Internet Control Message Protocol

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In the connectionless, packet environment of IP, all hosts and routers act autonomously. Packet delivery is best-effort. Everything functions just fine as long as the network is working correctly, but what happens when something goes wrong within the subnet? As a connectionless service, IP has no direct mechanism to tell higher layer protocols that something has gone awry.

Furthermore, IP does not even have a method for peer IP entities to exchange information; if an IP host receives a packet, it attempts to hand it off to a higher layer protocol. Internet Control Message Protocol (ICMP) has been defined for exactly this purpose—IP-to-IP communication, usually about some abnormal event within the network. ICMP messages are carried in IPv4 packets with a protocol value of 1. ICMP is defined in RFC 792 and is part of STD 5, which defines IP; this strongly suggests that ICMP is an integral part of IP.

ICMP Message Types

There are several types of ICMP messages.

  • Destination Unreachable: Indicates that a packet cannot be delivered because the destination host cannot be reached; the reason is also provided, such as the host or network is unreachable or unknown, the protocol or port is unknown or unusable, fragmentation is required but not allowed (DF-flag is set), the network or host is unreachable for this type of service, etc.
  • Time Exceeded: The packet has been discarded because the Time to Live (TTL) field reached 0 or because all fragments of a packet were not received before the fragmentation timer expired.
  • Parameter Problem: A router or host encountered a problem with something in the packet’s Header field.
  • Source Quench: Sent by a router to indicate that it is experiencing congestion (usually due to limited buffer space) and is discarding packets.
  • Redirect: If a router receives a packet that should have been sent to another router, the router will forward the packet appropriately and let the sending host know the address of the appropriate router for the next packet.

The remaining ICMP messages are used to query the network for information. These messages are listed below.

  • Echo and Echo Reply: Used to check whether systems are active. One host sends an Echo message to the other, optionally containing some data, and the destination must respond with an Echo Reply with the same data that it received. (These messages are the basis for the TCP/IP PING command.)
  • Timestamp and Timestamp Reply: These messages provide more information than the Echo messages by placing a timestamp (with millisecond granularity) in the messages. This provides a measure of how long remote systems spend buffering and processing packets, and provides a mechanism so that hosts can synchronize their clocks.
  • Address Mask Request and Address Mask Reply: Can be used by diskless workstations to determine their address mask when assigned an IP address.
  • Information Request and Information Reply: (formerly defined, but now obsolete)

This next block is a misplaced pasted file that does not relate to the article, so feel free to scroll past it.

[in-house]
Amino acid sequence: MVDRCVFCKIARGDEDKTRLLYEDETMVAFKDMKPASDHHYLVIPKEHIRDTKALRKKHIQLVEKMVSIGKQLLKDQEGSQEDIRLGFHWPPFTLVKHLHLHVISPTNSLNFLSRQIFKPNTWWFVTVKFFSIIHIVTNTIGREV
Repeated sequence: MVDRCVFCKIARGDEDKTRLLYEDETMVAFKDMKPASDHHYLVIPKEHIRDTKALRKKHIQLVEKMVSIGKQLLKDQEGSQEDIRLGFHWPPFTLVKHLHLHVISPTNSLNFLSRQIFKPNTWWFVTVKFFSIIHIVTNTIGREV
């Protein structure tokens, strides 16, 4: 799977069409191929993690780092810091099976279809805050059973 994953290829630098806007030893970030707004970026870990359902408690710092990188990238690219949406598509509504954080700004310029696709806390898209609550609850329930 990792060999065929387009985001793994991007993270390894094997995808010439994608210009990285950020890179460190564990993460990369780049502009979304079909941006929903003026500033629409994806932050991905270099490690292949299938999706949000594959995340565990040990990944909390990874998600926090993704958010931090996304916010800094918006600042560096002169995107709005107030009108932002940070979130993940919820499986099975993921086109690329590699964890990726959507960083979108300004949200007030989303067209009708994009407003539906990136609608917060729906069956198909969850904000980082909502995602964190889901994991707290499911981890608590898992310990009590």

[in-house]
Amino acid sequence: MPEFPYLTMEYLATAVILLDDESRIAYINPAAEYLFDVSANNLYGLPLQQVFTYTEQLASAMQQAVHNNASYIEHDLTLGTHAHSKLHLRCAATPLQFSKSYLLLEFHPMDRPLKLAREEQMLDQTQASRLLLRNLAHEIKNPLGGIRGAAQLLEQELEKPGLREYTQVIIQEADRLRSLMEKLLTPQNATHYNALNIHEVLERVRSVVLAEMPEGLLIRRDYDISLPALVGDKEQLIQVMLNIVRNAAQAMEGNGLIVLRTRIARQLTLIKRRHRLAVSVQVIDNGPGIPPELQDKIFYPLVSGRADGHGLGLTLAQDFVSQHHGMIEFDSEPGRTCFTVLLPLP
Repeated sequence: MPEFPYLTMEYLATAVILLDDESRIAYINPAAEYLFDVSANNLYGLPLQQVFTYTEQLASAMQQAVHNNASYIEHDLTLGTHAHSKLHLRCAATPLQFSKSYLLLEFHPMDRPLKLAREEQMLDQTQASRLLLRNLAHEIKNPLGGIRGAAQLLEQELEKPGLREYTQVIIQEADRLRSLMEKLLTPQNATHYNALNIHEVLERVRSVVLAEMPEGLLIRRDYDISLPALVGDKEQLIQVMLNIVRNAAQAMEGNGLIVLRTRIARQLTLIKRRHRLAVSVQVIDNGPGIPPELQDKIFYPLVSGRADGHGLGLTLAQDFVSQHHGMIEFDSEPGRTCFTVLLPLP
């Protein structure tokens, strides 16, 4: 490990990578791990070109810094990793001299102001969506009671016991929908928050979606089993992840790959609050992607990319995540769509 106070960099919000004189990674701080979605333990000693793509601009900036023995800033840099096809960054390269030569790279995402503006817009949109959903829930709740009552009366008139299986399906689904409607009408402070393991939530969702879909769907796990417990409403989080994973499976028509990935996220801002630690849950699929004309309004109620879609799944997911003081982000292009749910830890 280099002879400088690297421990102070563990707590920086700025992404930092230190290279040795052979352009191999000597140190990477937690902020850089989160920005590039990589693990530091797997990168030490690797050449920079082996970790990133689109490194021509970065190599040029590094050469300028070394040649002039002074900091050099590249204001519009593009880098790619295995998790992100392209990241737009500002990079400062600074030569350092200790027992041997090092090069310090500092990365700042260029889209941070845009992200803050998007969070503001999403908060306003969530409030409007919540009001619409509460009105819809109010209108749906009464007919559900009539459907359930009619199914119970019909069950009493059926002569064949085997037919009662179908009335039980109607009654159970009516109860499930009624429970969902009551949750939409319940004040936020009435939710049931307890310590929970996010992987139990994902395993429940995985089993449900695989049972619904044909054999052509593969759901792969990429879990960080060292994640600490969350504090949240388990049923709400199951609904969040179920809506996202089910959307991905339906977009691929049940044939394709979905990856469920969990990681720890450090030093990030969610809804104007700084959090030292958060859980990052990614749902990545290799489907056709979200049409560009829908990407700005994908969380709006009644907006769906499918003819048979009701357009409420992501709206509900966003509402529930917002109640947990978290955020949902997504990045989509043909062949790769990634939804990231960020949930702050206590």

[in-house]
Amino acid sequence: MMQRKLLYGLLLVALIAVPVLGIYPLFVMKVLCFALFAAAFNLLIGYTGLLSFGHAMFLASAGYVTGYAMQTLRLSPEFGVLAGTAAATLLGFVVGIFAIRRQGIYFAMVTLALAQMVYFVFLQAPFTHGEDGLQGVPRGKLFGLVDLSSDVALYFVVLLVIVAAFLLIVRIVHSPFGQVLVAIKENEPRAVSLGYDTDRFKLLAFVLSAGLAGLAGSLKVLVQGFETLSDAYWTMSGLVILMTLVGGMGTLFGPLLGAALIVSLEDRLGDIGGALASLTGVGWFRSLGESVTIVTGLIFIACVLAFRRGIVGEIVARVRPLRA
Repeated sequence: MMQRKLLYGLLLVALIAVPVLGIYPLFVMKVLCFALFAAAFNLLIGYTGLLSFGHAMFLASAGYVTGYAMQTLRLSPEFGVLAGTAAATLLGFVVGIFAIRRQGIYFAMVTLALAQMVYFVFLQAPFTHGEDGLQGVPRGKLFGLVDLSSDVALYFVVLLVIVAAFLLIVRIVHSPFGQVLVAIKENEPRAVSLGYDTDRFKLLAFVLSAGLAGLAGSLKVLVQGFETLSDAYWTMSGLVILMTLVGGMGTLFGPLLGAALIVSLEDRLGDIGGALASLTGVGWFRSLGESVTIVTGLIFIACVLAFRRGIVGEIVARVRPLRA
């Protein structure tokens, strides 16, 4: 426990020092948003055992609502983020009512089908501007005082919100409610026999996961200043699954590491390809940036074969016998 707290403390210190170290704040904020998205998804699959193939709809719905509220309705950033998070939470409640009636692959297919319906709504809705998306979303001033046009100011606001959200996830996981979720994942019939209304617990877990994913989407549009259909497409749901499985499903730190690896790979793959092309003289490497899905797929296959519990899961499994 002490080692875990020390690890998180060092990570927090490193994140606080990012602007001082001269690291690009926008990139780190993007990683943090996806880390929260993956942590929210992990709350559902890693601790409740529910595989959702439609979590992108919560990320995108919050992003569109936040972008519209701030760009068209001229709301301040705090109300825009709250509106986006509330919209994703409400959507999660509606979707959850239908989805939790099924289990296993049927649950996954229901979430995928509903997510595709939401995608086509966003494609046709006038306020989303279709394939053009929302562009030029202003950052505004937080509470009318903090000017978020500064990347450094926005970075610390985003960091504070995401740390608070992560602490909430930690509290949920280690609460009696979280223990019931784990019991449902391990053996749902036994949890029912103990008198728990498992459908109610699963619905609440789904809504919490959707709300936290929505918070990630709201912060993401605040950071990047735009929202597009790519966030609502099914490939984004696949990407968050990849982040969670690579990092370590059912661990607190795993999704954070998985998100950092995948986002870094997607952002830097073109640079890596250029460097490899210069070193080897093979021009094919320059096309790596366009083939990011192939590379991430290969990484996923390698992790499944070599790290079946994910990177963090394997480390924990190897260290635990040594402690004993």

ICMP Message Format

ICMP Message Format

The accompanying visual shows the general format of an Internet Control Message Protocol (ICMP) message. The first four octets of all ICMP (“error” and “query”) messages are listed below.

  • Type: Indicates the type of ICMP message, including Echo Reply (0), Destination Unreachable (3), Source Quench (4), Redirect (5), Echo (8), Time Exceeded (11), Parameter Problem (12), Timestamp (13), Timestamp Reply (14), Address Mask Request (18), and Address Mask Reply (19).
  • Code: Additional information specific to the message type. In the Time Exceeded message, for example, the Code field indicates whether the Time to Live counter was exceeded (0) or if the fragment reassembly timer expired (1).

Checksum: 16 bit checksum similar to that used in IP.

  • Miscellaneous: The next four octets (labeled miscellaneous in the diagram) are used differently by different messages. In most ICMP “error” messages (e.g., Destination Unreachable, Source Quench, Redirect, Time Exceeded, and Parameter Problem), these 32 bits are unused and set to 0. In the Parameter Problem message, however, the first octet is used as a pointer to the octet where the parameter problem was detected; in the Redirect message, these four octets contain the address of the router to which future traffic should be directed.
  • Packet header: The final field shown in the diagram contains the IP datagram header plus the first 64 bits of the packet’s Data field in the offending packet. The receiving host uses this information to match the message to the appropriate process. The 64 bits of user data are returned so that at least part of the header of any upper layer protocol, including any port numbers, gets back to the original sender.

ICMP Flooding

ICMP flooding is a basic form of DoS. The technique is to send a constant stream of ICMP packets towards the victim. When the attacker is able to steal and utilize more bandwidth than the victim, this simple attack can be quite effective.

Traditionally, victims have countered this attack by increasing their upstream bandwidth. Hackers have countered by developing DDoS attacks. More recently, victims of ICMP and other types of flooding attacks have countered by implementing rate limiting on the upstream service provider router.


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